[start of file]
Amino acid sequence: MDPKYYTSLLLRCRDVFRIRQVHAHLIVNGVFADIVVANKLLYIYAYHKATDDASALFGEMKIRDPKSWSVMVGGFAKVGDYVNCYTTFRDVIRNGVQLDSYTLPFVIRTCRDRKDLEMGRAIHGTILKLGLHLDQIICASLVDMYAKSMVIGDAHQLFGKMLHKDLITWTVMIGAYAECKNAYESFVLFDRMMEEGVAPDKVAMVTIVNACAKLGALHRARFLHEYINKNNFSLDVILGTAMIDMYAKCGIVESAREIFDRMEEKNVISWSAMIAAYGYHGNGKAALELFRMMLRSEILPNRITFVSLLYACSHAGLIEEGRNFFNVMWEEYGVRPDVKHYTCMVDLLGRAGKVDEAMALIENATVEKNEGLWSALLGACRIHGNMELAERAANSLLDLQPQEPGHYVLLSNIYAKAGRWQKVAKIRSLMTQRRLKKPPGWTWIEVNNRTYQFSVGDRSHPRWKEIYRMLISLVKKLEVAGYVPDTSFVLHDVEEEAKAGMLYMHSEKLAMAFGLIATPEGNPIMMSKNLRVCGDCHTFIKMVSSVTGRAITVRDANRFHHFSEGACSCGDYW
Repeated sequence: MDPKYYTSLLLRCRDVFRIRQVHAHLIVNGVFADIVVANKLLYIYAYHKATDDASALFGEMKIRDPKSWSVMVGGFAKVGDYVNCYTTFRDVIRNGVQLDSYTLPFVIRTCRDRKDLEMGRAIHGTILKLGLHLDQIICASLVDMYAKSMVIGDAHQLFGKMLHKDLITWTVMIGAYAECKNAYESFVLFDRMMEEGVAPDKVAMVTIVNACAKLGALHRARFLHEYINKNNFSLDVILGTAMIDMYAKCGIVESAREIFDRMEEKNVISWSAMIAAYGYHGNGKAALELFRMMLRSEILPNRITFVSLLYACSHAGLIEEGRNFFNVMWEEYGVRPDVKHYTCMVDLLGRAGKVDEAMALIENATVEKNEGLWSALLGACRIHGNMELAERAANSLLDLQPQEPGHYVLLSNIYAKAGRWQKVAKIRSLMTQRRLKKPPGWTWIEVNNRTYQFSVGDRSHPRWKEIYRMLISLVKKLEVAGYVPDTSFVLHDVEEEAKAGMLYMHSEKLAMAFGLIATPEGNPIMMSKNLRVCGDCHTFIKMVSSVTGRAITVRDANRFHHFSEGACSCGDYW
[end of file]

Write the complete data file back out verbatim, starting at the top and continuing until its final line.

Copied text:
Amino acid sequence: MDPKYYTSLLLRCRDVFRIRQVHAHLIVNGVFADIVVANKLLYIYAYHKATDDASALFGEMKIRDPKSWSVMVGGFAKVGDYVNCYTTFRDVIRNGVQLDSYTLPFVIRTCRDRKDLEMGRAIHGTILKLGLHLDQIICASLVDMYAKSMVIGDAHQLFGKMLHKDLITWTVMIGAYAECKNAYESFVLFDRMMEEGVAPDKVAMVTIVNACAKLGALHRARFLHEYINKNNFSLDVILGTAMIDMYAKCGIVESAREIFDRMEEKNVISWSAMIAAYGYHGNGKAALELFRMMLRSEILPNRITFVSLLYACSHAGLIEEGRNFFNVMWEEYGVRPDVKHYTCMVDLLGRAGKVDEAMALIENATVEKNEGLWSALLGACRIHGNMELAERAANSLLDLQPQEPGHYVLLSNIYAKAGRWQKVAKIRSLMTQRRLKKPPGWTWIEVNNRTYQFSVGDRSHPRWKEIYRMLISLVKKLEVAGYVPDTSFVLHDVEEEAKAGMLYMHSEKLAMAFGLIATPEGNPIMMSKNLRVCGDCHTFIKMVSSVTGRAITVRDANRFHHFSEGACSCGDYW
Repeated sequence: MDPKYYTSLLLRCRDVFRIRQVHAHLIVNGVFADIVVANKLLYIYAYHKATDDASALFGEMKIRDPKSWSVMVGGFAKVGDYVNCYTTFRDVIRNGVQLDSYTLPFVIRTCRDRKDLEMGRAIHGTILKLGLHLDQIICASLVDMYAKSMVIGDAHQLFGKMLHKDLITWTVMIGAYAECKNAYESFVLFDRMMEEGVAPDKVAMVTIVNACAKLGALHRARFLHEYINKNNFSLDVILGTAMIDMYAKCGIVESAREIFDRMEEKNVISWSAMIAAYGYHGNGKAALELFRMMLRSEILPNRITFVSLLYACSHAGLIEEGRNFFNVMWEEYGVRPDVKHYTCMVDLLGRAGKVDEAMALIENATVEKNEGLWSALLGACRIHGNMELAERAANSLLDLQPQEPGHYVLLSNIYAKAGRWQKVAKIRSLMTQRRLKKPPGWTWIEVNNRTYQFSVGDRSHPRWKEIYRMLISLVKKLEVAGYVPDTSFVLHDVEEEAKAGMLYMHSEKLAMAFGLIATPEGNPIMMSKNLRVCGDCHTFIKMVSSVTGRAITVRDANRFHHFSEGACSCGDYW